You can use the following formula in Excel to quickly reverse the order of rows:

=SORTBY($A$2:$C$11,ROW(A2:A11),-1)

This particular example will reverse the order of rows in the range **A2:C11**.

The following example shows how to use this formula in practice.

**Example: How to Reverse Order of Rows in Excel**

Suppose we have the following dataset in Excel that contains information about various basketball players:

Suppose we would like to reverse the order of the rows in the range **A2:C11**, e.g. display the row with the Mavs as the last row and the row with the Jazz as the first row.

We can type the following formula into cell **E2** to do so:

=SORTBY($A$2:$C$11,ROW(A2:A11),-1)

The following screenshot shows how to use this formula in practice:

Notice that the formula reverses the order of the rows.

The first row has now become the last row.

The second row has now become the second to last row.

And so on.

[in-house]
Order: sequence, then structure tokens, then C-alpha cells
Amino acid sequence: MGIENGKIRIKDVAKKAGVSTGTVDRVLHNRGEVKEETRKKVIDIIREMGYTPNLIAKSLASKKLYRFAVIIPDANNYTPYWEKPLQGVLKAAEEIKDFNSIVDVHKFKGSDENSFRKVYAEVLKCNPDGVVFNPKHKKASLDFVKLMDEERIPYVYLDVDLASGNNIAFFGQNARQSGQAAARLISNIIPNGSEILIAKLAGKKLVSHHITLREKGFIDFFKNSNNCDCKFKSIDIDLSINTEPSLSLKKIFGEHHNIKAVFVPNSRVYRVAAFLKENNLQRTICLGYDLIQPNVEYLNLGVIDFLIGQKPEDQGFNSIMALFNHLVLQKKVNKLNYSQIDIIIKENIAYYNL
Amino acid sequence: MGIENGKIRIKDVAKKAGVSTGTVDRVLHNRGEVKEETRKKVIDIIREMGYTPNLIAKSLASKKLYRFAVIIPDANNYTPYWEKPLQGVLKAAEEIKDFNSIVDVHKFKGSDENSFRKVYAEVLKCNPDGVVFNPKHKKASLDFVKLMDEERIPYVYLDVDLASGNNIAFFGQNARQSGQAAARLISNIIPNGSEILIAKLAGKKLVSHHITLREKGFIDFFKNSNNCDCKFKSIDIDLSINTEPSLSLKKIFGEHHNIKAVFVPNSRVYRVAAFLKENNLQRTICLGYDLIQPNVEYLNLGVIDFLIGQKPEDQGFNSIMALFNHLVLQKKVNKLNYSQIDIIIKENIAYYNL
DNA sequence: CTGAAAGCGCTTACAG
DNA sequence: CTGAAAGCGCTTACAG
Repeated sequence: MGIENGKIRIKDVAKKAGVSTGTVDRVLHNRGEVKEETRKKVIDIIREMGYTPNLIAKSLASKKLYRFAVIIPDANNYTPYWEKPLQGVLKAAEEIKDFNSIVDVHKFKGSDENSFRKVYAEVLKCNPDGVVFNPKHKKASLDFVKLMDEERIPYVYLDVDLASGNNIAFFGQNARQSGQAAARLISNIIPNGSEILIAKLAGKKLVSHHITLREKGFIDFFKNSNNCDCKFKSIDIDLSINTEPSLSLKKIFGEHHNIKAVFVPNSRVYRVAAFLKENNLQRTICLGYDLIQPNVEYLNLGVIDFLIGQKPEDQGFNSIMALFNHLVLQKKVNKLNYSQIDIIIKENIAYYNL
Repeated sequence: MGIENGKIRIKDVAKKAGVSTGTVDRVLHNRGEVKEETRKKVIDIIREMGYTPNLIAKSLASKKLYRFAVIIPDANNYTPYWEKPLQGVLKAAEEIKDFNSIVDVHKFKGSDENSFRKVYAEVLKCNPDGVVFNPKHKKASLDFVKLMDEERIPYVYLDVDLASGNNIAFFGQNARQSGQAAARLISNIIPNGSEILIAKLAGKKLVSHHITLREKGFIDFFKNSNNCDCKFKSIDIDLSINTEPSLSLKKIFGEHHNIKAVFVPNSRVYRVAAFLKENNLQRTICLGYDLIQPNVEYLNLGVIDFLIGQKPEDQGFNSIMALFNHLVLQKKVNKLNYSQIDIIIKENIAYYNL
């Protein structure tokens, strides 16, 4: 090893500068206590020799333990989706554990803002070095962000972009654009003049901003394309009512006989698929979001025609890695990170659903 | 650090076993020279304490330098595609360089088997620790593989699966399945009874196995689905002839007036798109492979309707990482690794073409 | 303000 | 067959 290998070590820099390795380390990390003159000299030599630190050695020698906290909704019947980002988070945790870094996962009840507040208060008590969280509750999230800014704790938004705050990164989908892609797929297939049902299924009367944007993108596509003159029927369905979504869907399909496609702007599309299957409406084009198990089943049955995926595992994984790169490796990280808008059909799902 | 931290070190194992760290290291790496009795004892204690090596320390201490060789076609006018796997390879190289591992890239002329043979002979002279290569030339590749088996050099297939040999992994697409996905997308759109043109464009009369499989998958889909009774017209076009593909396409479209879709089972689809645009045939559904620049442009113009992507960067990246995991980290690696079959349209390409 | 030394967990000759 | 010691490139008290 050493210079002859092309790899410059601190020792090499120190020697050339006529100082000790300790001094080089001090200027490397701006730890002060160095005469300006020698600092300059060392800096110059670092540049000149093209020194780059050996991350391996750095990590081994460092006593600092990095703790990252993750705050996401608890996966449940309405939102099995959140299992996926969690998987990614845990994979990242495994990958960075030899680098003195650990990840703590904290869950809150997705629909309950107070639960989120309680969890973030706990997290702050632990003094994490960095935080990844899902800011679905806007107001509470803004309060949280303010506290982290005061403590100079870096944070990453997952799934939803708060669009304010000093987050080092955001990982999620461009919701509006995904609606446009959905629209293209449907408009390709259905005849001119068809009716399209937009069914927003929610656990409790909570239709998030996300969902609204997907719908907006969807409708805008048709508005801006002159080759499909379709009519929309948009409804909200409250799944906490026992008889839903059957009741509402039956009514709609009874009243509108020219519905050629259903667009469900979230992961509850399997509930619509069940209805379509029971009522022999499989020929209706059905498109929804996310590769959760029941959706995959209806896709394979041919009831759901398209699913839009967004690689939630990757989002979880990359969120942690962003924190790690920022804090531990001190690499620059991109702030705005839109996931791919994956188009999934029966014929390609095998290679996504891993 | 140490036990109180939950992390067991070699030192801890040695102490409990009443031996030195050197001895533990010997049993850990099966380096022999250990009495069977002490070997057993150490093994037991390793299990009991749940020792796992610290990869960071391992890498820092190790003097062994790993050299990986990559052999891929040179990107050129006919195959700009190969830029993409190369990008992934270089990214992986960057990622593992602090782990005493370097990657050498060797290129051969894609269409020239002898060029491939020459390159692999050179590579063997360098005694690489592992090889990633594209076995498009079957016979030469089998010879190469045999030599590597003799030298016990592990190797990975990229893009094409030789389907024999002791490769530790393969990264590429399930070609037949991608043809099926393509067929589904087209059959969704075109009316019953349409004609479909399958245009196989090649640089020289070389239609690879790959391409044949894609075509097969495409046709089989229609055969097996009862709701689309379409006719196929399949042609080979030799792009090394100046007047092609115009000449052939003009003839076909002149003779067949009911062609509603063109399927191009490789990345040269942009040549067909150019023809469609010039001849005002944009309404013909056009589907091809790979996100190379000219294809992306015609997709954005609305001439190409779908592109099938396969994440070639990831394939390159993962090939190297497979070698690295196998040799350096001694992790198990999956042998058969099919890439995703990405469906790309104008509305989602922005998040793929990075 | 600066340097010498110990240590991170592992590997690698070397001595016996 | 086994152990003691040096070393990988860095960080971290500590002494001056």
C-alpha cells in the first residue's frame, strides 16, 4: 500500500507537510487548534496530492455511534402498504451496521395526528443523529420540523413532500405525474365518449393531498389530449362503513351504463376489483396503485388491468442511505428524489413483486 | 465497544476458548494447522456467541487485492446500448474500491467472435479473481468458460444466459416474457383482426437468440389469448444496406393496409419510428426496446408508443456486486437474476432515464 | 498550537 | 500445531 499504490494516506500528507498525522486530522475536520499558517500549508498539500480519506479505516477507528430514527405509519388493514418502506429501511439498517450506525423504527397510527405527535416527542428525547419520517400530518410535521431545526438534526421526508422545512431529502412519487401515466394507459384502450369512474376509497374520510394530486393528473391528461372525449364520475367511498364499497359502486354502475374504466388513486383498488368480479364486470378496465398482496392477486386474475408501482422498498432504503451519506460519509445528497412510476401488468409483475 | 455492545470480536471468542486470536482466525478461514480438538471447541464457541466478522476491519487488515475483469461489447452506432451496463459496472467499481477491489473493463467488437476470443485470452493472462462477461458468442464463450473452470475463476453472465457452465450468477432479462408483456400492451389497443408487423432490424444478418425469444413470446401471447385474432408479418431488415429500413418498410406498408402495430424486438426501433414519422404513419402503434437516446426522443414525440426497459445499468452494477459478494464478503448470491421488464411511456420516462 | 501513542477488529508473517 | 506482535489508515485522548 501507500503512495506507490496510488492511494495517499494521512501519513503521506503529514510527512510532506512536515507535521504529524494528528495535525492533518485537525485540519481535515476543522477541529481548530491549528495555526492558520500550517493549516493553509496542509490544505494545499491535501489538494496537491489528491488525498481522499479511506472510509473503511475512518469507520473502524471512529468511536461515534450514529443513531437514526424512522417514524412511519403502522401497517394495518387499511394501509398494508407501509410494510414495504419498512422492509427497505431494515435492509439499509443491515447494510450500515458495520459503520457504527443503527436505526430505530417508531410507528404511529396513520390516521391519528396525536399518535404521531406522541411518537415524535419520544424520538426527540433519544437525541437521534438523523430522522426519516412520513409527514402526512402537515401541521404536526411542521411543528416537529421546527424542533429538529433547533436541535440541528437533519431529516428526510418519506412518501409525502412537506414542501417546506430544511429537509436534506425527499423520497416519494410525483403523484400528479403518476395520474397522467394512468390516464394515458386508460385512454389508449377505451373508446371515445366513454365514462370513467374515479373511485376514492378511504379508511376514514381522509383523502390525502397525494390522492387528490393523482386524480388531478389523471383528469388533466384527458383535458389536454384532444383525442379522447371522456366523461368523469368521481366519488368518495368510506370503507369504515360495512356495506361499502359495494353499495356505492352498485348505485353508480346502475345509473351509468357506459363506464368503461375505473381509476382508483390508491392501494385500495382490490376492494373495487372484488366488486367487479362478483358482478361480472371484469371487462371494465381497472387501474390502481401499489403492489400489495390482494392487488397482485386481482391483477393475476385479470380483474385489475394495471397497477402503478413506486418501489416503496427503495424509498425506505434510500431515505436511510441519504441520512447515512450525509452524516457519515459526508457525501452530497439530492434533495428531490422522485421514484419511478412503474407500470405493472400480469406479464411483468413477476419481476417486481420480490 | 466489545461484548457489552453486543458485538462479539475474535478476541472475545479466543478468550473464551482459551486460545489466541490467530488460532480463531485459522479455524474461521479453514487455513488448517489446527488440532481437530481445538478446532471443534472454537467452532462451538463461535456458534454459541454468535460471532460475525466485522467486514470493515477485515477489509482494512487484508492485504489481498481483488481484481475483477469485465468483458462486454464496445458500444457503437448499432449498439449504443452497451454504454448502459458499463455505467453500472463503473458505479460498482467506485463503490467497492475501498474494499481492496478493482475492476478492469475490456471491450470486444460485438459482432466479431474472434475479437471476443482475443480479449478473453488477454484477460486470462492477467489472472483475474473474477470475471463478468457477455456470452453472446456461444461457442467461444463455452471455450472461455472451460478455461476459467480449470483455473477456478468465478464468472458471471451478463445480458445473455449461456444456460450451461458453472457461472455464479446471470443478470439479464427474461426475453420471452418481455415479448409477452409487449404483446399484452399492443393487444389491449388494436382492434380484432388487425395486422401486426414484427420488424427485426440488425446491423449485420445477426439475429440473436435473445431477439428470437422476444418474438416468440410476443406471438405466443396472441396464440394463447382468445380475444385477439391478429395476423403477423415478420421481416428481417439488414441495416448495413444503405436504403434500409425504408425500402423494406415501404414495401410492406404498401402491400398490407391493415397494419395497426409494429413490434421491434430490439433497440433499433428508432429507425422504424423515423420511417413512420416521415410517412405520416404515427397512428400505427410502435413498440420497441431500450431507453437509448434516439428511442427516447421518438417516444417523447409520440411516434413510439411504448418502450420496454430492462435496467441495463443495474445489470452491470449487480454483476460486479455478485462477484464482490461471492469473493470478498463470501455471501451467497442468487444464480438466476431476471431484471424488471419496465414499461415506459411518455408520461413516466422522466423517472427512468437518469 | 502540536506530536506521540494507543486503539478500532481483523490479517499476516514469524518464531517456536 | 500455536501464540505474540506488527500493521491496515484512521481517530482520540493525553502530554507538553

**How This Formula Works**

Recall the formula that we used to reverse the order of the rows:

=SORTBY($A$2:$C$11,ROW(A2:A11),-1)

This formula uses the **SORTBY** function, which uses the following syntax:

**SORTBY(array, by_array, sort_order, …)**

where:

**array**: The array to sort**by_array**: The array to sort by**sort_order**: 1 = ascending, -1 = descending

In the first argument, we specify that we’d like to sort the range **A2:C11**.

In the second argument, we specify that we’d like to use the row numbers of the range **A2:A11** as the sorting values.

In the third argument, we use a value of **-1** to specify that we’d like to sort by row numbers in descending order.

The end result is that we’re able to reverse the order of the rows in the range **A2:C11**.

**Note**: You can find the complete documentation for the **SORTBY** function in Excel here.

**Additional Resources**

The following tutorials explain how to perform other common tasks in Excel:

Excel: How to Combine Rows with Same ID

Excel: How to Count Rows with Text

Excel: How to Highlight Duplicate Rows